Here's What a Solar Flare *Sounds* Like When It Reaches Earth

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Get ready: It's loud.

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A much, much bigger solar flare than the one Thomas Ashcraft captured (NASA)

Amateur radio astronomer Thomas Ashcraft doesn't like to just look at space: He also listens to it. Last weekend, he picked up the radio emissions resulting from a relatively small (C 2.9) solar flare, and shared the recording with Discover Magazine.

Over email, Aschcraft described to Discover's Breanna Draxler how he got the recording:

DISCOVER: What exactly are we hearing on this recording?

Ashcraft: We are hearing a solar Type III radio burst that was generated by a solar flare as recorded at 28 MHz and 21 MHz. Although the flare was relatively small, this particular radio burst was quite strong. Type III solar radio emissions are produced by electrons accelerated to high energies by solar flares. As the electrons stream outward from the sun, they excite plasma oscillations in the sun's atmosphere. The plasma oscillations in turn generate radio emissions that sweep out into space.

On one stereo channel there was a voice transmission in progress, likely a ham radio operator, and as the solar radio wave passed through the voice gets thoroughly overpowered and then returns as the blast passes through. Type III solar bursts are also called "fast drift bursts" because they drift down in frequency. It is a little hard to hear in this recording but the burst actually hits one channel at 28 MHz first and then can be heard at 21 MHz a second later on the other stereo channel. Listen close to hear this.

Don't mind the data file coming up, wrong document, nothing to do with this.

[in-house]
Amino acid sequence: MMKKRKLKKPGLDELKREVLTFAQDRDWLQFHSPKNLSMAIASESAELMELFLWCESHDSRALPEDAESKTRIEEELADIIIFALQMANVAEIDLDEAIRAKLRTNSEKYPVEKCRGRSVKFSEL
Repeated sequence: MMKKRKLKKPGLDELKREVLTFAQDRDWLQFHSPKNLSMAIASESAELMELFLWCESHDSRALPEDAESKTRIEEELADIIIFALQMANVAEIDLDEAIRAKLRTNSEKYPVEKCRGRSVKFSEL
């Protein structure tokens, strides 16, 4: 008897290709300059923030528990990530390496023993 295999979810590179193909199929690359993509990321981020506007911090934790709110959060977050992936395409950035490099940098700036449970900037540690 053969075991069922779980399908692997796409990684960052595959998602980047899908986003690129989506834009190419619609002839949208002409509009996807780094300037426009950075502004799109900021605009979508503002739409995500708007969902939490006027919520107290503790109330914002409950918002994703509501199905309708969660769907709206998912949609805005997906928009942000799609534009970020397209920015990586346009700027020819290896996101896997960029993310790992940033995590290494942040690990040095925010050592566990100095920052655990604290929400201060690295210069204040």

What kind of equipment do you use to record the activity of a solar flare?

I have a complex array of instruments and observe at multiple frequencies. This particular solar burst was recorded using two simple shortwave radios connected to a three element yagi antenna. The Sun radiates across the full spectrum but, serendipitously, it can be very strong and hot at common shortwave radio frequencies. I audio record into a digital recorder.

Other recently recorded space sounds include a dying star and the magnetosphere around Earth. Because you can explore space with your ears as well as your eyes -- not to mention your nose.

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Rebecca J. Rosen is a senior editor at The Atlantic, where she oversees the Business Channel. She was previously an associate editor at The Wilson Quarterly.

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